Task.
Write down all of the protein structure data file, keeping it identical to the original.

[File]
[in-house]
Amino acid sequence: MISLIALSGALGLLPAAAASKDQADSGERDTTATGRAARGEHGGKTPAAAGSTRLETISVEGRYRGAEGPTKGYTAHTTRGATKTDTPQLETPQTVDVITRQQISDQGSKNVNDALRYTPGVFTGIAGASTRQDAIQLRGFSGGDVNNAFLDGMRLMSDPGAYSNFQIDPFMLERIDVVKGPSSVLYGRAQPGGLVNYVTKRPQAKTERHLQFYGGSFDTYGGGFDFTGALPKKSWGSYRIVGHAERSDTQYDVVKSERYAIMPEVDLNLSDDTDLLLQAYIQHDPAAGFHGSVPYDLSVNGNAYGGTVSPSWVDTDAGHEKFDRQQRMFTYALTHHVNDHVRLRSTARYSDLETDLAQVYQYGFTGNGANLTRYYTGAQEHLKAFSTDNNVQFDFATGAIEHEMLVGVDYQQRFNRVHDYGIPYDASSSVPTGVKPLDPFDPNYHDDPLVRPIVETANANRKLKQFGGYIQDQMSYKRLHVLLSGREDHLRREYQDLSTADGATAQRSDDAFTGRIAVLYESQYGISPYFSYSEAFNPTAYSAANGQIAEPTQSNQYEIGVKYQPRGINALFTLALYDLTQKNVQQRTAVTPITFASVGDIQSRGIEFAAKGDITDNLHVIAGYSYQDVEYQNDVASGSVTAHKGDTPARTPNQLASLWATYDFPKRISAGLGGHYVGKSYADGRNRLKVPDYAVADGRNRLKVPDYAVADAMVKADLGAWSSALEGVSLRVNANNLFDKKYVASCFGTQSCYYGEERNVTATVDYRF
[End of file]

[in-house]
Amino acid sequence: MISLIALSGALGLLPAAAASKDQADSGERDTTATGRAARGEHGGKTPAAAGSTRLETISVEGRYRGAEGPTKGYTAHTTRGATKTDTPQLETPQTVDVITRQQISDQGSKNVNDALRYTPGVFTGIAGASTRQDAIQLRGFSGGDVNNAFLDGMRLMSDPGAYSNFQIDPFMLERIDVVKGPSSVLYGRAQPGGLVNYVTKRPQAKTERHLQFYGGSFDTYGGGFDFTGALPKKSWGSYRIVGHAERSDTQYDVVKSERYAIMPEVDLNLSDDTDLLLQAYIQHDPAAGFHGSVPYDLSVNGNAYGGTVSPSWVDTDAGHEKFDRQQRMFTYALTHHVNDHVRLRSTARYSDLETDLAQVYQYGFTGNGANLTRYYTGAQEHLKAFSTDNNVQFDFATGAIEHEMLVGVDYQQRFNRVHDYGIPYDASSSVPTGVKPLDPFDPNYHDDPLVRPIVETANANRKLKQFGGYIQDQMSYKRLHVLLSGREDHLRREYQDLSTADGATAQRSDDAFTGRIAVLYESQYGISPYFSYSEAFNPTAYSAANGQIAEPTQSNQYEIGVKYQPRGINALFTLALYDLTQKNVQQRTAVTPITFASVGDIQSRGIEFAAKGDITDNLHVIAGYSYQDVEYQNDVASGSVTAHKGDTPARTPNQLASLWATYDFPKRISAGLGGHYVGKSYADGRNRLKVPDYAVADGRNRLKVPDYAVADAMVKADLGAWSSALEGVSLRVNANNLFDKKYVASCFGTQSCYYGEERNVTATVDYRF